How Should Anglers Handle the Slime?

There are two main situations where the sliminess of the pike matters to the angler. Those are:

  • Being careful to make sure a slippery pike doesn’t put a hook in your hand (or bite your hand with those razor sharp teeth)
  • Making sure the slime doesn’t spoil that great tasting pike flesh from the pike you keep off the stringer

The second point is easy enough. A thorough washing with a hose before skinning the pike is important to make sure there isn’t excess slime around. There were also always multiple “snot rags” around that would get used, one per pike, before hitting the laundry, for the times of year up in Canada where the pike were especially slimy.

When timing things out an old rule of thumb was “Keep them last but clean them first.” Having a properly aerated live well helps with things, and you don’t want dead pike that aren’t properly skinned and filleted kept in the cooler for a long period of time.

We never let a northern hit the ice of a cooler, and that seemed to help us avoid many of the problems that other anglers complained about when it came to these tough freshwater fighters.

As for the second, I recommend the right tools, combined with a respectful caution.

So what can help?

This varies based on which anglers you talk to. In my experience a good pair of fishing gloves and needle nose pliers for removing hooks from the pike’s mouth are tools enough.

This may vary depending on the size and fight of the pike you hook and deal with, what local catch and release rules are, as well as your experience handling these admittedly slick and slippery fish.

This isn’t a product review so I won’t go into too much, but if you want the right tools for safely dealing with the sliminess of the northern pike, my favorite pair of fishing gloves and fishing pliers can be found below.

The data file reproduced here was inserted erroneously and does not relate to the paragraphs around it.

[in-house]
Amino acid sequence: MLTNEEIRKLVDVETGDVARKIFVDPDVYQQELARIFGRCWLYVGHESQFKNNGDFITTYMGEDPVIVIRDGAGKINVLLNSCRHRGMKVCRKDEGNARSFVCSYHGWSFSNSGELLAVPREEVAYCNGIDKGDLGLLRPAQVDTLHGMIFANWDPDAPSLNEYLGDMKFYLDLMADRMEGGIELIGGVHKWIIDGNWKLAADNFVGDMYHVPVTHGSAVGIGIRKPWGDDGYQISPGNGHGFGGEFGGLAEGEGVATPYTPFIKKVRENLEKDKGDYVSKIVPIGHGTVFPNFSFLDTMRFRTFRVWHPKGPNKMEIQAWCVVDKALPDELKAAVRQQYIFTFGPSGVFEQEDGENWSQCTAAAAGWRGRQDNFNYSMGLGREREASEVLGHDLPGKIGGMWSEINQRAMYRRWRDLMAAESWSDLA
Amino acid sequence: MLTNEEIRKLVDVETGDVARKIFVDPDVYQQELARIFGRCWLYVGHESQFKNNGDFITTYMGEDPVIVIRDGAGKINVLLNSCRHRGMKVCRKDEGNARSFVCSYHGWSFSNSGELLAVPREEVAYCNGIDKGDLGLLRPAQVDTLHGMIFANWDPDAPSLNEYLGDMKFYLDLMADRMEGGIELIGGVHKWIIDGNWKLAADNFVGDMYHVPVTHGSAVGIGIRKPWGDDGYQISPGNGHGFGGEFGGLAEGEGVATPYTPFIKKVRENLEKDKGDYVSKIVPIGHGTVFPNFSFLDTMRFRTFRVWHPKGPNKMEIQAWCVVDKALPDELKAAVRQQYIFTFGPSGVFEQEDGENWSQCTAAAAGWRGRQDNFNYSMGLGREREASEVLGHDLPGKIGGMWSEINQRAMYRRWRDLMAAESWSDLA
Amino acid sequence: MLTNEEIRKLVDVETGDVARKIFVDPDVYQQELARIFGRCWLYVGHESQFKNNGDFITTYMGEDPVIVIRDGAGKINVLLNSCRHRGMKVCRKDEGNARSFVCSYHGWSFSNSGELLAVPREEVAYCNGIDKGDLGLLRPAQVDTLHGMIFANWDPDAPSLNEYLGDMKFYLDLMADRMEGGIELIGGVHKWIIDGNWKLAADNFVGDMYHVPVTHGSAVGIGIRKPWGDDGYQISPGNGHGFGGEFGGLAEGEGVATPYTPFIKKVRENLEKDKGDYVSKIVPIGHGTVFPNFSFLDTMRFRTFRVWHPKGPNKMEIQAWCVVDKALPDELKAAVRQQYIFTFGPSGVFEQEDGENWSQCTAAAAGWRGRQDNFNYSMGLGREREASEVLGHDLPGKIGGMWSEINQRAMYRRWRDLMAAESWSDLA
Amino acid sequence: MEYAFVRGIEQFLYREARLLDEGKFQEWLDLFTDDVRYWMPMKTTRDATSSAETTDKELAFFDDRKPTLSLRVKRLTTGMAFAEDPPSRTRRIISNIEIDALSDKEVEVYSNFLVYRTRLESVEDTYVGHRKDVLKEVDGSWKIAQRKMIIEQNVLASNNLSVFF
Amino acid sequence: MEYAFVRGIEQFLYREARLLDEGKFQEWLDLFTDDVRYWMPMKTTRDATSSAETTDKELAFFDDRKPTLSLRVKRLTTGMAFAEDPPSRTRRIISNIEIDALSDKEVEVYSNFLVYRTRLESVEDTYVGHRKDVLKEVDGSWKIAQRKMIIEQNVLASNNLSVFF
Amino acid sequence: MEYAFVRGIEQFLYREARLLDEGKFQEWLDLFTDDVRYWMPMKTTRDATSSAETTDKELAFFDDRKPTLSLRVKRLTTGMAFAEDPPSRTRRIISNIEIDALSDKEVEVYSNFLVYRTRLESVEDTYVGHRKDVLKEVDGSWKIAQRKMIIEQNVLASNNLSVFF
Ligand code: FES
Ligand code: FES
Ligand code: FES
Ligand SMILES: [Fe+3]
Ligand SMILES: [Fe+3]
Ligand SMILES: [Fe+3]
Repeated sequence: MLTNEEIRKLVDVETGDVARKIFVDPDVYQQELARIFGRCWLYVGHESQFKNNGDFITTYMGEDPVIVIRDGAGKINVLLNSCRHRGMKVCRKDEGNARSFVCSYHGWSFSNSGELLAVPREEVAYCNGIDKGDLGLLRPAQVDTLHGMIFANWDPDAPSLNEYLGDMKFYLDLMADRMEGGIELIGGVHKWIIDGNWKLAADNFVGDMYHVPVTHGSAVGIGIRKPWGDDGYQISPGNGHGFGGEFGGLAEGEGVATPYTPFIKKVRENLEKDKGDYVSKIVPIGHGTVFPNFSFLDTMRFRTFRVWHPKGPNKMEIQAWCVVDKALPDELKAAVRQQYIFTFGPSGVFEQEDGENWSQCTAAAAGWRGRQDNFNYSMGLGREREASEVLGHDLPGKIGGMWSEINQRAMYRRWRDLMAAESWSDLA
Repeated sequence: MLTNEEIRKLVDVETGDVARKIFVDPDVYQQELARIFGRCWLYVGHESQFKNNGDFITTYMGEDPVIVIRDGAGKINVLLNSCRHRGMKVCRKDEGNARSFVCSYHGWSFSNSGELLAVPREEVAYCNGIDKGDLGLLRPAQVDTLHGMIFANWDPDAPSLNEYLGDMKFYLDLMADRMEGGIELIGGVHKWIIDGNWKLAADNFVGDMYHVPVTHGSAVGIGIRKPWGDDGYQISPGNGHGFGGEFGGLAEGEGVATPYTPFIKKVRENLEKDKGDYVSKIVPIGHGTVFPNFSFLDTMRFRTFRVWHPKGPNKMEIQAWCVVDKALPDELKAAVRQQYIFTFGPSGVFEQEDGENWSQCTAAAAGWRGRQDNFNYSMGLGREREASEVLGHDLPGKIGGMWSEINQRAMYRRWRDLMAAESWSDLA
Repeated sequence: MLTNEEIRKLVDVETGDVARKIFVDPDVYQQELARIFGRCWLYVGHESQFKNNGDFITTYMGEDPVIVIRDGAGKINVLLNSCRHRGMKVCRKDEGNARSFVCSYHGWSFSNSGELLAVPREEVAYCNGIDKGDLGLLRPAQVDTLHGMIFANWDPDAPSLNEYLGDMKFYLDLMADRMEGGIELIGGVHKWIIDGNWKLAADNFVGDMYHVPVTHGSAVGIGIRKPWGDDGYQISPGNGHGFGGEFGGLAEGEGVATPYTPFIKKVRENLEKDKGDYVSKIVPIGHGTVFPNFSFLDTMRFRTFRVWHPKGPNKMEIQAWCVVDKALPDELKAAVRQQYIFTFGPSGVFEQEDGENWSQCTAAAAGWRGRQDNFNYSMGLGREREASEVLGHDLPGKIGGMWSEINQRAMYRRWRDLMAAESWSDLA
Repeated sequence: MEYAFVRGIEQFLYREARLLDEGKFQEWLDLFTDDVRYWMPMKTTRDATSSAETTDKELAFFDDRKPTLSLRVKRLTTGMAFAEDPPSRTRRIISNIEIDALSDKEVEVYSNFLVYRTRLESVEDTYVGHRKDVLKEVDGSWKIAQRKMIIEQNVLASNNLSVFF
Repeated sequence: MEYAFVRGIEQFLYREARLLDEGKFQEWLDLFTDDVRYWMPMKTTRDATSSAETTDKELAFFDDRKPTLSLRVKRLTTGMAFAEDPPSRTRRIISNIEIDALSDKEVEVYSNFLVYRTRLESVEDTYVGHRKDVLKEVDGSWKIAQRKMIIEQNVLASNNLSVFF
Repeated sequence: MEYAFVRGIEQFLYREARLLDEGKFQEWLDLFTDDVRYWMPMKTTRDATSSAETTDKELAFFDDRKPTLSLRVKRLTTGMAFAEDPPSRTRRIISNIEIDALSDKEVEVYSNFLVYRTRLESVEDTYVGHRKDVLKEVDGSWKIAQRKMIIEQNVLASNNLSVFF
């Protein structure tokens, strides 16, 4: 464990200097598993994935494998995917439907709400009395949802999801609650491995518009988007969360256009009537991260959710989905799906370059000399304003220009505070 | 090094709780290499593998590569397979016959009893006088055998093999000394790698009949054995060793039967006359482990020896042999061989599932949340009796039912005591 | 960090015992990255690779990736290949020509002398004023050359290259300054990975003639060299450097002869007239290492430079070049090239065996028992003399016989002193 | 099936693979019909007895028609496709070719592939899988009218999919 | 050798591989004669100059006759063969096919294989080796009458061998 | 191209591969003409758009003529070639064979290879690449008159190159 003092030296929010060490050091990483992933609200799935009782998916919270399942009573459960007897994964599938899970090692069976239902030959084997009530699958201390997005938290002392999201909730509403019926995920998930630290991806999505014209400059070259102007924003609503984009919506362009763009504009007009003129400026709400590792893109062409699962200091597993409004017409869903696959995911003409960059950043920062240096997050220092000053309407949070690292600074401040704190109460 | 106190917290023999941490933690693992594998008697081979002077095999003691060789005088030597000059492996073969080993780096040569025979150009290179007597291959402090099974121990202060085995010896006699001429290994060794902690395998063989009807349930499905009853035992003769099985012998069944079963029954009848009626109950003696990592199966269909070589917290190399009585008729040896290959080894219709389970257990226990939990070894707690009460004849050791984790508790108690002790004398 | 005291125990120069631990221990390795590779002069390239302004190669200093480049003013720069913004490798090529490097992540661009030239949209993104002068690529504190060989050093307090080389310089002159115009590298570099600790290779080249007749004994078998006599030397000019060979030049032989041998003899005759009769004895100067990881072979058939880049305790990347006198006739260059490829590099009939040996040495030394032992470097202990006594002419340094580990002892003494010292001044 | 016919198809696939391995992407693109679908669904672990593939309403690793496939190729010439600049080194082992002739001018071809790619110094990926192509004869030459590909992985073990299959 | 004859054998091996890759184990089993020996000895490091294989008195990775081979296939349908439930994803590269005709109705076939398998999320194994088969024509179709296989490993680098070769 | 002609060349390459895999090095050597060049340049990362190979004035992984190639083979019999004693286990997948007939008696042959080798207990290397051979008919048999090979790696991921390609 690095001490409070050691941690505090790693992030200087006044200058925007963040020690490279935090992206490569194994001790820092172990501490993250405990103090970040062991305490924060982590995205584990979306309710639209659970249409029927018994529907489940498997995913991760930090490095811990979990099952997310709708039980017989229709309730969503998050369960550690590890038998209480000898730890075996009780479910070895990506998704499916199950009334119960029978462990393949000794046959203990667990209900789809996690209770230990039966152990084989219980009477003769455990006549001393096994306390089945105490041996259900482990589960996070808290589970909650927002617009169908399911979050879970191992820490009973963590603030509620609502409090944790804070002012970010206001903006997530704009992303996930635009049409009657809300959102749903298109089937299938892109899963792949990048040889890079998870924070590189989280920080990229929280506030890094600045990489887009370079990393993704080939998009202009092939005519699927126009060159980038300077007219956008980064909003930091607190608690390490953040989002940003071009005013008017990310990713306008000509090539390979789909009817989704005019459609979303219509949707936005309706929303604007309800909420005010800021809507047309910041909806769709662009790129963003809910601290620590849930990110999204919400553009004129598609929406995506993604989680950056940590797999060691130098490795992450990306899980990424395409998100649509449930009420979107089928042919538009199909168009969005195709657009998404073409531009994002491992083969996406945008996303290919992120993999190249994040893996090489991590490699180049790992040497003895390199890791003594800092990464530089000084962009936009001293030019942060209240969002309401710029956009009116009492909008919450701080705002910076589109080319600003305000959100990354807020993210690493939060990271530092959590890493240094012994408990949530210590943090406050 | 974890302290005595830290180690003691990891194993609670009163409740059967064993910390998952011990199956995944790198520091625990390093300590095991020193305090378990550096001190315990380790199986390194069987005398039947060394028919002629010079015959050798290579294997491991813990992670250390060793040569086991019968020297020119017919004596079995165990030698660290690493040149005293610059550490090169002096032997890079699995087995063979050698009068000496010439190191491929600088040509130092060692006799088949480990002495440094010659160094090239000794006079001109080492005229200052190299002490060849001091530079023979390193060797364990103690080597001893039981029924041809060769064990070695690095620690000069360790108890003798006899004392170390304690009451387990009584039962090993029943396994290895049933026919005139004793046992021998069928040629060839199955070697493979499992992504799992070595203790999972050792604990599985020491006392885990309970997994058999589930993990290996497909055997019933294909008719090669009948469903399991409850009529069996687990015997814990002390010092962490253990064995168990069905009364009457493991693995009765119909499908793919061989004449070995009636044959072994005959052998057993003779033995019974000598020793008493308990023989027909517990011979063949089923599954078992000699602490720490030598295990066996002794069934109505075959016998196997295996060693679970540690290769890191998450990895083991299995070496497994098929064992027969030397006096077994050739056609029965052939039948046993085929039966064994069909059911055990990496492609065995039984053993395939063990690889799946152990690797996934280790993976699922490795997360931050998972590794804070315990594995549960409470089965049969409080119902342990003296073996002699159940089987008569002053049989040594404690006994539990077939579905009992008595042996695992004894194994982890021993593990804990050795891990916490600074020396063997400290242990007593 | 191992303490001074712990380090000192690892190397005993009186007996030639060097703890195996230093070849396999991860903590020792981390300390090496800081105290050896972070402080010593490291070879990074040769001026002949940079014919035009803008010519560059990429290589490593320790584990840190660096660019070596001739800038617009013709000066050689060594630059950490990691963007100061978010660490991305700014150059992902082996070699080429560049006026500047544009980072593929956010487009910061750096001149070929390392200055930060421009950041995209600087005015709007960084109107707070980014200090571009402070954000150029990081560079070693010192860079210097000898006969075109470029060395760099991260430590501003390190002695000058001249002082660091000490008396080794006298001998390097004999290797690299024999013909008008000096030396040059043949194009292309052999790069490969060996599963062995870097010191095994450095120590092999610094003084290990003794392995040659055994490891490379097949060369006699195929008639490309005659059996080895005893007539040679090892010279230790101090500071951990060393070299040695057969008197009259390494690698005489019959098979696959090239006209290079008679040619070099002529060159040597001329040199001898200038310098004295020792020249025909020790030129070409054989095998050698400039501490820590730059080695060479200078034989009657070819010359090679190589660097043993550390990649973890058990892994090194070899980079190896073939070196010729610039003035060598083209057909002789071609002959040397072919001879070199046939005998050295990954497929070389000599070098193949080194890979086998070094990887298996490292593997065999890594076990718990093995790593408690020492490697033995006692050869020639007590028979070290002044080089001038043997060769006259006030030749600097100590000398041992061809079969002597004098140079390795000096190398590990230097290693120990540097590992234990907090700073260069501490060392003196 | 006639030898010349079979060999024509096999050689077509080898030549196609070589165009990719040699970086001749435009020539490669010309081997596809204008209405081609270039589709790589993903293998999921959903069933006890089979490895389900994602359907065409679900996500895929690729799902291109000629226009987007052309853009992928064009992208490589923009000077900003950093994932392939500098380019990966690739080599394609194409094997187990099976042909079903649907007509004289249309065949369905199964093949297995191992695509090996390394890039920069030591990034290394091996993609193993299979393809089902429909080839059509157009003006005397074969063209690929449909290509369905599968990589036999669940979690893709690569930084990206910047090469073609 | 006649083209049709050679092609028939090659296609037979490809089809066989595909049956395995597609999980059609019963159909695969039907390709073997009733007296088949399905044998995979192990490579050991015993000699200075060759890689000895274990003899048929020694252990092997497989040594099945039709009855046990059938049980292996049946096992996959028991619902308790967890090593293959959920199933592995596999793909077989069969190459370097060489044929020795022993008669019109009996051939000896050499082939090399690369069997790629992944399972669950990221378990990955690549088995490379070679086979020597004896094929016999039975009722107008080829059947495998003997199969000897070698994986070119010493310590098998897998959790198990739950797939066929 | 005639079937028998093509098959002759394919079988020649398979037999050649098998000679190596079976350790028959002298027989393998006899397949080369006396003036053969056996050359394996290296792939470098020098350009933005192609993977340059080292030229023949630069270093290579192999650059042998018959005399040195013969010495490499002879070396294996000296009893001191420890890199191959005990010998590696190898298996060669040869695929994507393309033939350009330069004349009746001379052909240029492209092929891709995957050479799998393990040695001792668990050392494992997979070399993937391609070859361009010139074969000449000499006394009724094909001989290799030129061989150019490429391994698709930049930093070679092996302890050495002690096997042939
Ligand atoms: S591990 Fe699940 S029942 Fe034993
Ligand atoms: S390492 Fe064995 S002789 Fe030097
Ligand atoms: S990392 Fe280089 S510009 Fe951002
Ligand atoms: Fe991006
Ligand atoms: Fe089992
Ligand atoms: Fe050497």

Favorite Fishing Gloves: Palmyth Flexible Fishing Gloves

Some of the best fishing gloves around from a company that understands fishing.

Favorite Fishing Pliers: Piscifun Premium Aluminum Fishing Pliers

Lots of good options out there, these are great all-purpose fishing pliers.

Pike Striking Lures/Fish Underwater Video

In Conclusion

While being slimy might not be a flattering feature, it is one that has served the pike really well. While there are many pike myths out there, the pike being slimy is not one of them. This is a legitimate observation on the fish but it is one that actually makes sense.

The slime helps northern pike be the local apex predator in any cold body of northern freshwater they’re in. While it might be inconvenient for us anglers bringing them in, this is a major part of what makes these fish the beloved trophies so many of us chase.

Now you know how to handle even the slimiest of pike. Happy pike fishing!

Pike Fishing Fanatic

If there's pike fishing to be fond in the area, I'm all about it! Dad's had us fishing since we were five and that's a major part of our outdoor adventures to this day! While I don't get out as much as my days in Canada or Alaska, I still grab the rod for some good northern fishing when the opportunity arises!